The school had argued that the governor's order discriminated against religious practice, since secular businesses, such as theaters, bowling alleys, casinos and offices, were allowed to continue in-person with some restrictions.
Thirty-eight Republican Senators - including Senate Majority Leader Mitch McConnell and Sen. Rand Paul, both of Kentucky - filed a friend-of-the-court brief with the Supreme Court Dec. 4.
"COVID-19 is undoubtedly a serious health threat, but the Constitution applies even in difficult times. This Court should again remind Governors across the Country that shutdown orders cannot trample Constitutional rights," the Senators stated in their amicus brief.
The Becket Fund for Religious Liberty submitted an amicus curiae brief, arguing not only "That movie theaters and horse tracks are open for business, but religious schools cannot open, is reason enough to vacate the Sixth Circuit's stay," but also that Beshear's executive order is subject to strict scrutiny because it interferes "with the right of parents under the Free Exercise Clause to direct 'the religious upbringing and education of their children'".
Beshear has defended his order, citing health risks and the order's equal treatment of public and private schools. "Kentucky is in the midst of a deadly third wave of the coronavirus. We have taken the necessary actions to slow the growth in cases and save the lives of our fellow Kentuckians," Beshear said in a Dec. 4 statement, reported by the Courier Journal.
"In the most recent executive order regarding schools, every school is treated equally and each is asked to do its part over a limited period of time to slow the spread of the virus. The effectiveness of these actions requires everyone to take part, and anyone or any entity that tries to be the exception lessens the effectiveness of the steps," he added.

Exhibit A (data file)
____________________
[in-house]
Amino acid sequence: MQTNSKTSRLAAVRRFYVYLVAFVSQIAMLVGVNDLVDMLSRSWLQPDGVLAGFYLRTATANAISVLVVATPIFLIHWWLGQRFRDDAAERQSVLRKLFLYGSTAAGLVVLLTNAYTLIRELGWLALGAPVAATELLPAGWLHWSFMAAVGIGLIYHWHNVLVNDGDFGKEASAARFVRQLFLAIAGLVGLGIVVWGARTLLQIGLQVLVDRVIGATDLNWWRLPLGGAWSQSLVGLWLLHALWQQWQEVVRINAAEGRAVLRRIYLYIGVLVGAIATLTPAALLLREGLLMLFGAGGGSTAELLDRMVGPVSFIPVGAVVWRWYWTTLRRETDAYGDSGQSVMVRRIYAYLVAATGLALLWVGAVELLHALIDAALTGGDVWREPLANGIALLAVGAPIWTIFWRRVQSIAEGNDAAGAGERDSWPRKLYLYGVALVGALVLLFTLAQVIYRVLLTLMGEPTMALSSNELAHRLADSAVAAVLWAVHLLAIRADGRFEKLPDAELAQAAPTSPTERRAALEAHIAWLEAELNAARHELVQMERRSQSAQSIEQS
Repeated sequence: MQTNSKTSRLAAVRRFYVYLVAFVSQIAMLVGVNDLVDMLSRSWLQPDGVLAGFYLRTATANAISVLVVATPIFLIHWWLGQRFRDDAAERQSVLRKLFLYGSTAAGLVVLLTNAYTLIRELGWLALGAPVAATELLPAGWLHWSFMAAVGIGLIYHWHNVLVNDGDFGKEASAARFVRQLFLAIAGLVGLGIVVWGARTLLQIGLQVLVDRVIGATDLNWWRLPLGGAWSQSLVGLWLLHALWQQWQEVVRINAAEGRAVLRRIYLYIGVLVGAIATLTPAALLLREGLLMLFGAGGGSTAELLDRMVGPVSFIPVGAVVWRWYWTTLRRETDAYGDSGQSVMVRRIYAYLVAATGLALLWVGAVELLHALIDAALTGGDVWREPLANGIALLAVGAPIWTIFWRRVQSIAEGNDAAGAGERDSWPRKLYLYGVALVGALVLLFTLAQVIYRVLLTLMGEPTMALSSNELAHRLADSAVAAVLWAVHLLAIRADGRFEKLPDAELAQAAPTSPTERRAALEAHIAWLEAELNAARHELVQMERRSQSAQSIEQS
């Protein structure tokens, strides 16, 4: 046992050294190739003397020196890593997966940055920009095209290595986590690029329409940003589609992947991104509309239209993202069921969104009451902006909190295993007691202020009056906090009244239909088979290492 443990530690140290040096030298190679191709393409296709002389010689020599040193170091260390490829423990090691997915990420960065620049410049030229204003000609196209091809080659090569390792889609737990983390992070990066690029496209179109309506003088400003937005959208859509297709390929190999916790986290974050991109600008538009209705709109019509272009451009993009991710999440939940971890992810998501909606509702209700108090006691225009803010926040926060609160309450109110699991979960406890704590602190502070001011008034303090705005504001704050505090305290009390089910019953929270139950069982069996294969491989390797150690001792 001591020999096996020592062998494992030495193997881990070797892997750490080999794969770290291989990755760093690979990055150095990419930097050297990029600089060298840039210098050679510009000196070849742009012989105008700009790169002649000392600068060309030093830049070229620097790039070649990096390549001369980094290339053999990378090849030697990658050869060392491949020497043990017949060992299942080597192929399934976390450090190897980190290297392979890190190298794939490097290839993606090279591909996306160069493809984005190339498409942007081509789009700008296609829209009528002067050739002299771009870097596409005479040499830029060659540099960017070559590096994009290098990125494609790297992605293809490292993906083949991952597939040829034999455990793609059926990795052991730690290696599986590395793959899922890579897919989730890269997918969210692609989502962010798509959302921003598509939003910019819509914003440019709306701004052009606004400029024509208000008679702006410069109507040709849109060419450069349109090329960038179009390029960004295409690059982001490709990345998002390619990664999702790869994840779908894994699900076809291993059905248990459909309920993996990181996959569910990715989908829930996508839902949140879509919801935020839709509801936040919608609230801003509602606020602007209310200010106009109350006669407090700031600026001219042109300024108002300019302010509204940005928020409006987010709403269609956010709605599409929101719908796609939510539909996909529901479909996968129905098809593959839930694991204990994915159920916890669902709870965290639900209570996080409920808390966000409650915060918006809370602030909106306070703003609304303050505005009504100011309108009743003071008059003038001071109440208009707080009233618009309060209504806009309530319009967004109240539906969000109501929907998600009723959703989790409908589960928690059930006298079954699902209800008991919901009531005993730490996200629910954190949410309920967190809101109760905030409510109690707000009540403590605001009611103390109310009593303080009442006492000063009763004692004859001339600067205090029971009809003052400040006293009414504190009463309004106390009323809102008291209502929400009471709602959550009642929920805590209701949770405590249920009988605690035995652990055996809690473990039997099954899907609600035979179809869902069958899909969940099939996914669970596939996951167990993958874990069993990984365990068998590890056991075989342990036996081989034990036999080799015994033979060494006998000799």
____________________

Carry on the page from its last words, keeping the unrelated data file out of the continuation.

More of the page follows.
In November, the Supreme Court ruled 5-4 in favor of the Brooklyn diocese and Orthodox Jewish synagogues in their case against New York's COVID restrictions. The court found that, while churches were restricted, other businesses deemed "essential" by the state did not have capacity limits indoors.
The federal appeals court which ruled to uphold Beshear's order said that the case was "distinguishable" from Cuomo's order, since the Kentucky order applied to both religious and public schools, the Courier Journal reported.
Schools throughout the United States have grappled with what to do about in-person learning after the coronavirus pandemic caused nationwide shutdowns last March. Though the country saw a dip in coronavirus cases over the summer, recent surges this fall, shortly after classes resumed, have caused some schools to close again, and some states to reinstate lockdowns or stay-at-home orders.
Catholic schools have worked to put extensive health and safety regulations in place, including mandatory masking and social distancing, and virtual options for families who choose to keep their children at home. Some Catholic school leaders and bishops have argued that children have a right to in-person learning, which can help to ensure the quality of their education and to prevent their social isolation.
Some Catholic schools, such as those in Baltimore, have seen spikes in enrollment this fall because they are offering in-person learning more consistently than area public schools.
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In Michigan, two high schools in the Diocese of Lansing joined a lawsuit in early December against a public health order keeping schools in Michigan closed for in-person learning, calling the order "scientifically, educationally and constitutionally unjustified."
Governor Gretchen Whitmer announced Dec. 7 an extension of public health orders meant to curb the spread of the coronavirus until Dec. 20. The orders had originally gone into effect Nov. 18 and were due to expire at the end of the day Dec. 8, the Detroit Free Press reported.
They include continued restrictions on indoor dining as well as a 12-day extension of a ban on in-person learning for high schools, colleges, and universities.